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Blanchett History, Family Crest & Coats of Arms



The surname Blanchett is derived from the word "blanc," which is French for "white." It was no doubt originally given to someone either because of their blond hair or because of a reputation for purity and piety, and as such is classed as a nickname surname. Nicknames were derived from a wide variety of characteristics that would have been associated with the first person who used the name. [1]CITATION[CLOSE]
Dauzat, Albert, Morlet, Marie-Thérèse, Dictionaire Étymologique des Noms et Prénoms de France. Paris: Librairie Larousse, 1987. Print.


Early Origins of the Blanchett family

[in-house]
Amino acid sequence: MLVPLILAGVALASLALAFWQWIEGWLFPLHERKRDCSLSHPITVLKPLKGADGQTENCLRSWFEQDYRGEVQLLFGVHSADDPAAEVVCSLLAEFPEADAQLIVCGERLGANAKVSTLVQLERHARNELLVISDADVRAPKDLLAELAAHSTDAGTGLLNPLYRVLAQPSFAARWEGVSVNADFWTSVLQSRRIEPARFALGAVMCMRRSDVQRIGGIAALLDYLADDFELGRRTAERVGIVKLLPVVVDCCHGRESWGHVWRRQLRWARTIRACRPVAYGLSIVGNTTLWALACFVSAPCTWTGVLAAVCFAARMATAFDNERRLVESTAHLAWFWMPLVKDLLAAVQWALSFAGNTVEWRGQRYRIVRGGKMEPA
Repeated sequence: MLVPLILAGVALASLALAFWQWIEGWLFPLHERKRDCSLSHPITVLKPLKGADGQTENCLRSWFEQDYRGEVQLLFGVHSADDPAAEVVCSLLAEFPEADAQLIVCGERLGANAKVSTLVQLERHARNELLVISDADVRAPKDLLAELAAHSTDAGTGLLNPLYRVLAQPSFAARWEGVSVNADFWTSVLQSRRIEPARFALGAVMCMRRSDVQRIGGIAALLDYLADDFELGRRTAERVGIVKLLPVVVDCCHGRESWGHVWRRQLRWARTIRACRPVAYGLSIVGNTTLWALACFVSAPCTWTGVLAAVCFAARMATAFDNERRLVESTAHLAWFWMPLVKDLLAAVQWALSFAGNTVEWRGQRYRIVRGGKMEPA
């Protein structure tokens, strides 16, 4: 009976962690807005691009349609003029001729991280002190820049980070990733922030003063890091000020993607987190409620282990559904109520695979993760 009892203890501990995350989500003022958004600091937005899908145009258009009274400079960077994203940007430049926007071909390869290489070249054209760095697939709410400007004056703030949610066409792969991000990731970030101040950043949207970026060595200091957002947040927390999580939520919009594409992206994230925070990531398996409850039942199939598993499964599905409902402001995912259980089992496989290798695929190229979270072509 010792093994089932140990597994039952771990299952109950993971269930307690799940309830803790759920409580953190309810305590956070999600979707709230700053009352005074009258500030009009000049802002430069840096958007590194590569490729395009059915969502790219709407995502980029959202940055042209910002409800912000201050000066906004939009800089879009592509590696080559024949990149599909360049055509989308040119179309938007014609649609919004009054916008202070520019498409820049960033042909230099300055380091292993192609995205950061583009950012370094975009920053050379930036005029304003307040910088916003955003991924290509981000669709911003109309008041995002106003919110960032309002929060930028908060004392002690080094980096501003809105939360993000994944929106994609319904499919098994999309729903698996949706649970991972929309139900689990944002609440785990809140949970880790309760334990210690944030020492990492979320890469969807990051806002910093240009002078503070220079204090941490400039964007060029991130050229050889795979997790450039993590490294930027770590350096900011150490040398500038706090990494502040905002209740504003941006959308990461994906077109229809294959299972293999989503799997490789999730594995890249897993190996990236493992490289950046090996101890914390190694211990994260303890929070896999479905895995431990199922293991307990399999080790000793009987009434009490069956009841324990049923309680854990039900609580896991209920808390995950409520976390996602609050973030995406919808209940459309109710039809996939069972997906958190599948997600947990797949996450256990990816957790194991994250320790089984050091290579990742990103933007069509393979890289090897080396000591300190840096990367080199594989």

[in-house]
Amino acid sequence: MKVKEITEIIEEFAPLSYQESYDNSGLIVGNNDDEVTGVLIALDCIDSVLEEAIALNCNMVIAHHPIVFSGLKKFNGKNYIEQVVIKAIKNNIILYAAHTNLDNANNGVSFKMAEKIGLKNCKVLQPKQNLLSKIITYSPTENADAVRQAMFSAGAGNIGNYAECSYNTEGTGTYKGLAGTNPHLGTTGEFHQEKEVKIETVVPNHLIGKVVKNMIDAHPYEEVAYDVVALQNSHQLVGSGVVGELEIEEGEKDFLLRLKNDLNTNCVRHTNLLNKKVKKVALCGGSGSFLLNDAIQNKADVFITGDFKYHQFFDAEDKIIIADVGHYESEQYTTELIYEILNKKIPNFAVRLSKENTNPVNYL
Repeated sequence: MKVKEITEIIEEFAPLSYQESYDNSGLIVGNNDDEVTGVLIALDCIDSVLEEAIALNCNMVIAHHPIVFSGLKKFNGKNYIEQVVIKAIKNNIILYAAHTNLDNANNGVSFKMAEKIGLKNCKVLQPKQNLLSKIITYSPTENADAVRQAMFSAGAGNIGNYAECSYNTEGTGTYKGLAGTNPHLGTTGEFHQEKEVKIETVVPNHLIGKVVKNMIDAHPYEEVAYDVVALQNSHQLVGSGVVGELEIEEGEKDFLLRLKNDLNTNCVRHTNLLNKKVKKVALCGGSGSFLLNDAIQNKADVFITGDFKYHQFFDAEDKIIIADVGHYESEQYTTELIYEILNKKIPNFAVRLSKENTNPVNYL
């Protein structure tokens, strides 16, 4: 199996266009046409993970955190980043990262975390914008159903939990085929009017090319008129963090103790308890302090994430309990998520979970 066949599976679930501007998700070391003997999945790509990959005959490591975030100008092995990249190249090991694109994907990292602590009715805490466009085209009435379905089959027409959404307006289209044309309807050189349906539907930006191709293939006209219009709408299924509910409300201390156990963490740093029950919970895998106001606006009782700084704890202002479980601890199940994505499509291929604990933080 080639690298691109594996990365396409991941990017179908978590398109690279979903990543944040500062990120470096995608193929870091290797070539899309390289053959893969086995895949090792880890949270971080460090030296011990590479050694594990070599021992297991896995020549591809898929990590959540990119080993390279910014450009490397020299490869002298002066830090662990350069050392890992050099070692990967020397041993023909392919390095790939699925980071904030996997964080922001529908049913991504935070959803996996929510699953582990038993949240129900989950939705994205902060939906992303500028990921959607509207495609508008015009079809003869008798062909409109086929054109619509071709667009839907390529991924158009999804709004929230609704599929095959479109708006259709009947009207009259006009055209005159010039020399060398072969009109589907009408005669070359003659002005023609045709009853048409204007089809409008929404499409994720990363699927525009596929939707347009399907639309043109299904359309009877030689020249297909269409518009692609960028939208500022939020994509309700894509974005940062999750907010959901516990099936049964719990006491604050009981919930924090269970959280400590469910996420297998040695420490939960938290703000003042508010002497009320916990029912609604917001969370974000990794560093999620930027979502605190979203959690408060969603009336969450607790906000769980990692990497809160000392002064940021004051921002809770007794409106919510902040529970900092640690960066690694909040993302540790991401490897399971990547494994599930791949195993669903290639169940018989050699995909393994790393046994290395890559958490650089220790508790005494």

The surname Blanchett was first found in Normandy (French: Normandie), the former Duchy of Normandy. The Duchy of Normandy was firmly established after the year 911 when Rollo, Earl of Orkney invaded the territory. Rollo became the first Duke of Normandy.

Throughout the centuries, several members were recognized for their valiant conduct at war and as a result, the family earned titles and lands in honor of their courage. This renown family branched and prospered in various provinces in France where they adapted well to the varied cultures of these new regions. On January 20, 1572, the Duke of Savoie, the head of the family, was granted a Patent of Nobility, confirming the important status of this family and its descendants. Living in Dauphiné, Pierre Le Blanc, the Lord of Prebois and of Ferrière, is mentioned for his contributions to the community in 1602.